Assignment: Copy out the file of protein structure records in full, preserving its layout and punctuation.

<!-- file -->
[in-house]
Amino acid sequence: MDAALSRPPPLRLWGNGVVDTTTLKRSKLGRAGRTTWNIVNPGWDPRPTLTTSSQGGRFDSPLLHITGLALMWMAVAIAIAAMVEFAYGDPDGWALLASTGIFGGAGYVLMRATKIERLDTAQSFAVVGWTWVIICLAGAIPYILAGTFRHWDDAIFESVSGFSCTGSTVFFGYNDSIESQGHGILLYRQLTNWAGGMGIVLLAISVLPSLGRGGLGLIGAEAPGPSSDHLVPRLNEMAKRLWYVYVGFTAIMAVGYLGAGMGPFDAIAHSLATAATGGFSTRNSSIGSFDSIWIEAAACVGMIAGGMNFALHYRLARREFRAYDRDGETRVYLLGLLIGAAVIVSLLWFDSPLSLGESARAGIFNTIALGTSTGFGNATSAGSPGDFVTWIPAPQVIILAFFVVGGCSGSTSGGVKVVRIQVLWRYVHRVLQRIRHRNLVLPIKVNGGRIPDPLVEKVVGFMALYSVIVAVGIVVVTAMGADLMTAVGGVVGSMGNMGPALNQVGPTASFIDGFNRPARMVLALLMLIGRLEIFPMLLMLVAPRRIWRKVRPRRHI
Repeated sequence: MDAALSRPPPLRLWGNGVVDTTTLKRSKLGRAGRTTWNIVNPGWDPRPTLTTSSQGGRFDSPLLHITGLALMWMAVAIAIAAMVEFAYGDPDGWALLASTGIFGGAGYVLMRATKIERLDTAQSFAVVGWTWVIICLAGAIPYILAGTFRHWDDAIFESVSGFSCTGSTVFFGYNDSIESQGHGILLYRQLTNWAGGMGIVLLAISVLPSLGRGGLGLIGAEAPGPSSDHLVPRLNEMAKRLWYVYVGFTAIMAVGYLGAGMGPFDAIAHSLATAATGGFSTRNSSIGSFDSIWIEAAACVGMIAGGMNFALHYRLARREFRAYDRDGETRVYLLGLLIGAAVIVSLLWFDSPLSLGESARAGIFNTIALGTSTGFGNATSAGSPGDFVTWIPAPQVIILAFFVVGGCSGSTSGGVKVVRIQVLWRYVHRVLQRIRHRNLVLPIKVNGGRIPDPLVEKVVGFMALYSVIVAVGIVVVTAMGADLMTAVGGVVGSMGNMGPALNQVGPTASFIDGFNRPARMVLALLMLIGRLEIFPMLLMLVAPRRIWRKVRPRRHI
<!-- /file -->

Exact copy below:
[in-house]
Amino acid sequence: MDAALSRPPPLRLWGNGVVDTTTLKRSKLGRAGRTTWNIVNPGWDPRPTLTTSSQGGRFDSPLLHITGLALMWMAVAIAIAAMVEFAYGDPDGWALLASTGIFGGAGYVLMRATKIERLDTAQSFAVVGWTWVIICLAGAIPYILAGTFRHWDDAIFESVSGFSCTGSTVFFGYNDSIESQGHGILLYRQLTNWAGGMGIVLLAISVLPSLGRGGLGLIGAEAPGPSSDHLVPRLNEMAKRLWYVYVGFTAIMAVGYLGAGMGPFDAIAHSLATAATGGFSTRNSSIGSFDSIWIEAAACVGMIAGGMNFALHYRLARREFRAYDRDGETRVYLLGLLIGAAVIVSLLWFDSPLSLGESARAGIFNTIALGTSTGFGNATSAGSPGDFVTWIPAPQVIILAFFVVGGCSGSTSGGVKVVRIQVLWRYVHRVLQRIRHRNLVLPIKVNGGRIPDPLVEKVVGFMALYSVIVAVGIVVVTAMGADLMTAVGGVVGSMGNMGPALNQVGPTASFIDGFNRPARMVLALLMLIGRLEIFPMLLMLVAPRRIWRKVRPRRHI
Repeated sequence: MDAALSRPPPLRLWGNGVVDTTTLKRSKLGRAGRTTWNIVNPGWDPRPTLTTSSQGGRFDSPLLHITGLALMWMAVAIAIAAMVEFAYGDPDGWALLASTGIFGGAGYVLMRATKIERLDTAQSFAVVGWTWVIICLAGAIPYILAGTFRHWDDAIFESVSGFSCTGSTVFFGYNDSIESQGHGILLYRQLTNWAGGMGIVLLAISVLPSLGRGGLGLIGAEAPGPSSDHLVPRLNEMAKRLWYVYVGFTAIMAVGYLGAGMGPFDAIAHSLATAATGGFSTRNSSIGSFDSIWIEAAACVGMIAGGMNFALHYRLARREFRAYDRDGETRVYLLGLLIGAAVIVSLLWFDSPLSLGESARAGIFNTIALGTSTGFGNATSAGSPGDFVTWIPAPQVIILAFFVVGGCSGSTSGGVKVVRIQVLWRYVHRVLQRIRHRNLVLPIKVNGGRIPDPLVEKVVGFMALYSVIVAVGIVVVTAMGADLMTAVGGVVGSMGNMGPALNQVGPTASFIDGFNRPARMVLALLMLIGRLEIFPMLLMLVAPRRIWRKVRPRRHI